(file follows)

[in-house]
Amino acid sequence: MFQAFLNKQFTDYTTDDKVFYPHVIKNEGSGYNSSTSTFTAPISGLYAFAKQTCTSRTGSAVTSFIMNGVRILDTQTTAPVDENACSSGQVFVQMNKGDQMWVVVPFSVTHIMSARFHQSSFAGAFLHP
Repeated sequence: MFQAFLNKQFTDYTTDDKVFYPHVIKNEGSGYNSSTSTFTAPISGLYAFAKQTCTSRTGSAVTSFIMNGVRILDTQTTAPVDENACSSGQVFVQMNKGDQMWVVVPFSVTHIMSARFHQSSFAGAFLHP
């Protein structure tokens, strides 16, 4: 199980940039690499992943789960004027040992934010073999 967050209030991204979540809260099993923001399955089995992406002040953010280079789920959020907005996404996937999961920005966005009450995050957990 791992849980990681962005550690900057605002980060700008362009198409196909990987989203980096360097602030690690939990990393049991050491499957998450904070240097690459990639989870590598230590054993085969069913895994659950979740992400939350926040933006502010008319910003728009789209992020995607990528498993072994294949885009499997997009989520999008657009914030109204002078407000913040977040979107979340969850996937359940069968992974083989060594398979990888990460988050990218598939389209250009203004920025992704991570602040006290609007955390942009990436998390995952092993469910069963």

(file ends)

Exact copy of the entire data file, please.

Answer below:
[in-house]
Amino acid sequence: MFQAFLNKQFTDYTTDDKVFYPHVIKNEGSGYNSSTSTFTAPISGLYAFAKQTCTSRTGSAVTSFIMNGVRILDTQTTAPVDENACSSGQVFVQMNKGDQMWVVVPFSVTHIMSARFHQSSFAGAFLHP
Repeated sequence: MFQAFLNKQFTDYTTDDKVFYPHVIKNEGSGYNSSTSTFTAPISGLYAFAKQTCTSRTGSAVTSFIMNGVRILDTQTTAPVDENACSSGQVFVQMNKGDQMWVVVPFSVTHIMSARFHQSSFAGAFLHP
């Protein structure tokens, strides 16, 4: 199980940039690499992943789960004027040992934010073999 967050209030991204979540809260099993923001399955089995992406002040953010280079789920959020907005996404996937999961920005966005009450995050957990 791992849980990681962005550690900057605002980060700008362009198409196909990987989203980096360097602030690690939990990393049991050491499957998450904070240097690459990639989870590598230590054993085969069913895994659950979740992400939350926040933006502010008319910003728009789209992020995607990528498993072994294949885009499997997009989520999008657009914030109204002078407000913040977040979107979340969850996937359940069968992974083989060594398979990888990460988050990218598939389209250009203004920025992704991570602040006290609007955390942009990436998390995952092993469910069963």